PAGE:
As vets and nurses, you are classed as professionals and therefore owe a duty of care to your clients and patients. When providing services, you are required to exercise reasonable skill and care. However, a vet may fail to perform their duties in a number of ways, such as failing to diagnose or providing a misdiagnosis, failing to administer proper treatment, failing to keep up to date with the latest techniques or performing a poor examination.
Veterinary practices and their surgeons are regarded as service providers and so must adhere to the Consumer Rights Act 2015 (CRA). The CRA protects your clients’ rights when they purchase your services. Furthermore, the CRA says that information which is spoken or written is binding where your client relies on it.
Veterinary practices and their surgeons are regarded as service providers and so must adhere to the Consumer Rights Act 2015 (CRA). The CRA protects your clients’ rights when they purchase your services
However, complaints are a part of veterinary life. Even within the best-run practices, veterinary surgeons and veterinary nurses are often extremely disappointed when someone complains about them and understandably so. Despite management’s best intentions, they may feel isolated when dealing with complaints and be fearful of the consequences of doing so.
On the positive side, complaints can offer an opportunity for reflection and to improve the quality of care that the practice is delivering so it is important that individuals try not to take complaints personally and that the practice works together to deal constructively with complaints.
For this reason, it is important to break down a complaint. There are two aspects to a complaint: one that starts as a “regulatory” issue and the other which arises from a “consumer basis”.
A typical regulatory client complaint may look like this: a claimant makes an allegation to the practice that their vet failed to act with reasonable care and skill. Further, they may make a complaint against you if they think you have failed to meet the professional standards of reasonable care and skill that would be expected from a vet; or that you have acted in a way that could be seen as professional misconduct.
A typical consumer-based complaint may arise where the price for the service is not agreed beforehand. In such cases the service must be provided for a reasonable price. And unless a particular timescale for performing the service is set out or agreed, the service must be carried out in a reasonable time.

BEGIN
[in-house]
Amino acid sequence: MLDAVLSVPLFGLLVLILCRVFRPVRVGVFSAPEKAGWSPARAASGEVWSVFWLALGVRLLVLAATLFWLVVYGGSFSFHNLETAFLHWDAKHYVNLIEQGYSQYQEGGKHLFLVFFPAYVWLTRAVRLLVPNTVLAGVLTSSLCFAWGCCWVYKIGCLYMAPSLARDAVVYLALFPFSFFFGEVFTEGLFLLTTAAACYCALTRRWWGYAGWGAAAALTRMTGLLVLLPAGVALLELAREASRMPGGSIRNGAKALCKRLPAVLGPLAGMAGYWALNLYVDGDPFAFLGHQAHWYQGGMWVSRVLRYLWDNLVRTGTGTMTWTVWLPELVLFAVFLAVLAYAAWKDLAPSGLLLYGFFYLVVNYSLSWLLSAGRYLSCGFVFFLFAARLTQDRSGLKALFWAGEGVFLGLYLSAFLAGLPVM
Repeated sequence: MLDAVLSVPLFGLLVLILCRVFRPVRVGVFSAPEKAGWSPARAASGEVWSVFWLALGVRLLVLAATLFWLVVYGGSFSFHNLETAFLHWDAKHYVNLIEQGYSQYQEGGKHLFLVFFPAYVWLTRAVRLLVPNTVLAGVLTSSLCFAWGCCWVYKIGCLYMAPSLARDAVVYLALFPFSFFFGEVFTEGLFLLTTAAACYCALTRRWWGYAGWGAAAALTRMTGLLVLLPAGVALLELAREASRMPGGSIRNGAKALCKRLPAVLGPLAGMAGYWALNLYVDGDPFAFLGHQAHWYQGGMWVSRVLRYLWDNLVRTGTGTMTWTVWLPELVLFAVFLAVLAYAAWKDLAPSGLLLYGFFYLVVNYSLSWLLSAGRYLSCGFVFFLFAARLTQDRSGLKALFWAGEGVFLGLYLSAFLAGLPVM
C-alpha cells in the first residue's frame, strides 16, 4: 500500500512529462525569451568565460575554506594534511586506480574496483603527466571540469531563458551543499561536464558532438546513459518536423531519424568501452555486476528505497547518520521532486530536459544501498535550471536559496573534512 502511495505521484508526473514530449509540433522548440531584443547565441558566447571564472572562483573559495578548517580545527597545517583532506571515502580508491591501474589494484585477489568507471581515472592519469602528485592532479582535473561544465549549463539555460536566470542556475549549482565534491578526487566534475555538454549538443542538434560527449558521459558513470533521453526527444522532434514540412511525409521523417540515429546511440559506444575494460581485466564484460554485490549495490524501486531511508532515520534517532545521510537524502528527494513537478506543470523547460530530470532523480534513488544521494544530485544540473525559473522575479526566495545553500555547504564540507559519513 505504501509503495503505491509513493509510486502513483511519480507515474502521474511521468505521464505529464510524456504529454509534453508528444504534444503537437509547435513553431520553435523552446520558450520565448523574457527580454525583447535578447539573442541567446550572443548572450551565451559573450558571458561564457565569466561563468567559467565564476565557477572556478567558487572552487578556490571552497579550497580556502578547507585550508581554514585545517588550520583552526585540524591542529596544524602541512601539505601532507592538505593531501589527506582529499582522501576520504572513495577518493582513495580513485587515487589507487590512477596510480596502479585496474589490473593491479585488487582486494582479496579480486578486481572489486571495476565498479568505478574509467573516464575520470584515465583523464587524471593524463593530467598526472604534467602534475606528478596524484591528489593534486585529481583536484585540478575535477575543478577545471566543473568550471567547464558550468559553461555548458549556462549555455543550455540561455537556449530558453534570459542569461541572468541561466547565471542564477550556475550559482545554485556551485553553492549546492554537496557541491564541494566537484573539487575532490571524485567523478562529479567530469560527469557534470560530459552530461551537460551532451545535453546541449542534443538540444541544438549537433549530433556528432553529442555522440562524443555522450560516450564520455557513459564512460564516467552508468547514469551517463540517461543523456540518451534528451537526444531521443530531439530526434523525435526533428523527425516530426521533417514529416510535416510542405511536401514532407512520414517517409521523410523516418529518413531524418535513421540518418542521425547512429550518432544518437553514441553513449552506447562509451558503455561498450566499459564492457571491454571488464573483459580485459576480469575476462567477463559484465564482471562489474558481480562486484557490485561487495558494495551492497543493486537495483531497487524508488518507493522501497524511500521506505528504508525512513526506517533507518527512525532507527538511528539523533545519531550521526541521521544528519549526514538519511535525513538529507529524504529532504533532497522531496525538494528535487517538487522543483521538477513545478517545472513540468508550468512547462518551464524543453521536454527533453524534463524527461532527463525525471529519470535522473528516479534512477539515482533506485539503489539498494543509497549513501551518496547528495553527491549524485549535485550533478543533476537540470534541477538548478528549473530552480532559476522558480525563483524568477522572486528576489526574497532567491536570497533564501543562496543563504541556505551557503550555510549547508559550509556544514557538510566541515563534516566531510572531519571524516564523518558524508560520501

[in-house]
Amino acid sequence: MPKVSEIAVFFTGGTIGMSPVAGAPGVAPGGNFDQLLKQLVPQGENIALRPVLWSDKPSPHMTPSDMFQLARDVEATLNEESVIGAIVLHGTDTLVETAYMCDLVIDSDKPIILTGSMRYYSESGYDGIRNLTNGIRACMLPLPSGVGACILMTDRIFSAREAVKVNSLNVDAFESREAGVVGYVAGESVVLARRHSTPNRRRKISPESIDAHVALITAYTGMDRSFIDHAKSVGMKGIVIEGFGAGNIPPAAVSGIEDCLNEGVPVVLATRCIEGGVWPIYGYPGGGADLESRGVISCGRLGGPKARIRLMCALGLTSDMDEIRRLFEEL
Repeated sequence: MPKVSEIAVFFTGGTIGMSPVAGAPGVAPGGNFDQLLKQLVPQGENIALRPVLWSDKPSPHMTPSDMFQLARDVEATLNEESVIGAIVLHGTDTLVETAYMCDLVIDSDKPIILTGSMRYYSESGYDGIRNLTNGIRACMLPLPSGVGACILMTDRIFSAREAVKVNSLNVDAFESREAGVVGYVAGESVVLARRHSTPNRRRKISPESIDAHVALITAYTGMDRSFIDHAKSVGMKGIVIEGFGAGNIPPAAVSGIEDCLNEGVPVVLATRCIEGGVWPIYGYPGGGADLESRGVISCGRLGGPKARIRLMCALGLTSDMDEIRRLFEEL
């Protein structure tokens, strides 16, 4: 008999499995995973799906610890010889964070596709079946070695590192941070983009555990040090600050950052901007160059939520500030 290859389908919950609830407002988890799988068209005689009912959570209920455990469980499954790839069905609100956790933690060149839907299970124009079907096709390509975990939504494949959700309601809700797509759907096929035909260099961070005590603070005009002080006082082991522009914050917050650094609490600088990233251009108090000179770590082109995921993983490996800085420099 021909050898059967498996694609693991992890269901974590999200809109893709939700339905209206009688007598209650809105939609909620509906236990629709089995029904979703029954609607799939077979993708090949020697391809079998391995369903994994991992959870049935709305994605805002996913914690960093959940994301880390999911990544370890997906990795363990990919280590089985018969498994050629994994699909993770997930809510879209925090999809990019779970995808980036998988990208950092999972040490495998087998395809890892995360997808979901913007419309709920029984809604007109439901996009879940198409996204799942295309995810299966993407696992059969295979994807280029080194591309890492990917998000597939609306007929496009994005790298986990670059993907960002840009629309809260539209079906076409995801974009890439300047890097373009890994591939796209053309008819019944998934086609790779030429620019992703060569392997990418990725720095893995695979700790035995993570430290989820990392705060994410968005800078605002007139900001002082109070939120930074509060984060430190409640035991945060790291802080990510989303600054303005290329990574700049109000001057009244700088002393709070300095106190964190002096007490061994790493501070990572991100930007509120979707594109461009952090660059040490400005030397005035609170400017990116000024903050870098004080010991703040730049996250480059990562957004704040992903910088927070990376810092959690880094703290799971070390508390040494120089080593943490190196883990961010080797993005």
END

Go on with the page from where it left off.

Dealing with a complaint
A crucial first step to defending such claims is to demonstrate (and to ensure) that as veterinary professionals you adhere to the Royal College of Veterinary Surgeons (RCVS) Professional Code of Conduct. Ultimately this is the barometer against which you will be judged.
It is worth considering your responsibilities to your clients in order to inform you how you should deal with a complaint
Then, it is worth considering your responsibilities to your clients in order to inform you how you should deal with a complaint. One of the better ways of dealing with complaints (and to a certain extent mitigate against future complaints) is to put yourself in the shoes of the typical complainant. The following may be helpful:
- Veterinary surgeons must be open and honest with their clients and be respectful of their needs and requirements
- You must respond promptly, fully and courteously to any complaints and criticism
- You should offer independent and impartial advice
- You should inform your client of any conflicts of interest
- Supply clients with appropriate information about the practice, including the costs of services and medicines
- Communicate effectively with your clients in written and spoken English
- Ensure that you obtain informed consent from your client before any treatments or procedures are carried out
- Do not disclose information about your client to a third party, unless you are given permission
Is mediation an option?
Disputes between practices and animal owners can be resolved through mediation. This generally involves talking to and negotiating with all parties to find a common outcome that everyone can move forwards from. The mediator is not there to judge or to take sides, but rather to assist and facilitate a conversation to aid resolution. The objectives of a mediation may vary from providing the claimant with a refund or merely just acknowledging the complaint and promising to do better.
It is noteworthy, though, that RCVS will deal with the most serious concerns, ie those that will affect fitness to practise and your right to work as a veterinary surgeon or veterinary nurse. This will involve behaviour that has fallen far short of what is expected of a veterinary professional. So, any concern that falls outside of the RCVS’s remit may be considered for mediation.
If a complaint is made against you or your practice, it is imperative that you contact your professional indemnity insurer at the earliest possible opportunity and follow scrupulously their advice on how to proce
If mediation is not an option to resolve a dispute, the RCVS may discipline you if (after an investigation) they find in favour of the complainant. But the RCVS has no power to compensate the complainant. Therefore, it is paramount to ensure that you and the practice have adequate insurance.
Indeed, if a complaint is made against you or your practice, it is imperative that you contact your professional indemnity insurer at the earliest possible opportunity and follow scrupulously their advice on how to proceed in preference to any other advice, and seek appropriate legal advice.